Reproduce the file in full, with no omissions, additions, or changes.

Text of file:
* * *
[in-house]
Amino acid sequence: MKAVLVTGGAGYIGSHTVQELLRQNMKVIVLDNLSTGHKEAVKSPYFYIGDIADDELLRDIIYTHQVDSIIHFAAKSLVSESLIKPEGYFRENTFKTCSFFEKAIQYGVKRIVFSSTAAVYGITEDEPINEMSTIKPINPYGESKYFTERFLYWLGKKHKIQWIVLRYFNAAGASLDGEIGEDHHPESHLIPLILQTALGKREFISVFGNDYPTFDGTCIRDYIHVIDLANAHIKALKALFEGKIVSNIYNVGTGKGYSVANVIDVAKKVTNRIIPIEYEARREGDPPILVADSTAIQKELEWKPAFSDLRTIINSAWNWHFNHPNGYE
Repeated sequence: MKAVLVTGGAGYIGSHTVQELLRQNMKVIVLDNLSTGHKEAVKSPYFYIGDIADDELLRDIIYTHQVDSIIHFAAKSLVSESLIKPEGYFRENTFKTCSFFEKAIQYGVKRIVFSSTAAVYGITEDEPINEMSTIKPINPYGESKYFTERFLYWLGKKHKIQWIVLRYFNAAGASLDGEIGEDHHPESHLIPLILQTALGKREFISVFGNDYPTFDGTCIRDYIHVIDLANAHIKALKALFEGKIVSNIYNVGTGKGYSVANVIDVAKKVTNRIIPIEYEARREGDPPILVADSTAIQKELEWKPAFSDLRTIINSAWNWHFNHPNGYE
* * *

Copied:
[in-house]
Amino acid sequence: MKAVLVTGGAGYIGSHTVQELLRQNMKVIVLDNLSTGHKEAVKSPYFYIGDIADDELLRDIIYTHQVDSIIHFAAKSLVSESLIKPEGYFRENTFKTCSFFEKAIQYGVKRIVFSSTAAVYGITEDEPINEMSTIKPINPYGESKYFTERFLYWLGKKHKIQWIVLRYFNAAGASLDGEIGEDHHPESHLIPLILQTALGKREFISVFGNDYPTFDGTCIRDYIHVIDLANAHIKALKALFEGKIVSNIYNVGTGKGYSVANVIDVAKKVTNRIIPIEYEARREGDPPILVADSTAIQKELEWKPAFSDLRTIINSAWNWHFNHPNGYE
Repeated sequence: MKAVLVTGGAGYIGSHTVQELLRQNMKVIVLDNLSTGHKEAVKSPYFYIGDIADDELLRDIIYTHQVDSIIHFAAKSLVSESLIKPEGYFRENTFKTCSFFEKAIQYGVKRIVFSSTAAVYGITEDEPINEMSTIKPINPYGESKYFTERFLYWLGKKHKIQWIVLRYFNAAGASLDGEIGEDHHPESHLIPLILQTALGKREFISVFGNDYPTFDGTCIRDYIHVIDLANAHIKALKALFEGKIVSNIYNVGTGKGYSVANVIDVAKKVTNRIIPIEYEARREGDPPILVADSTAIQKELEWKPAFSDLRTIINSAWNWHFNHPNGYE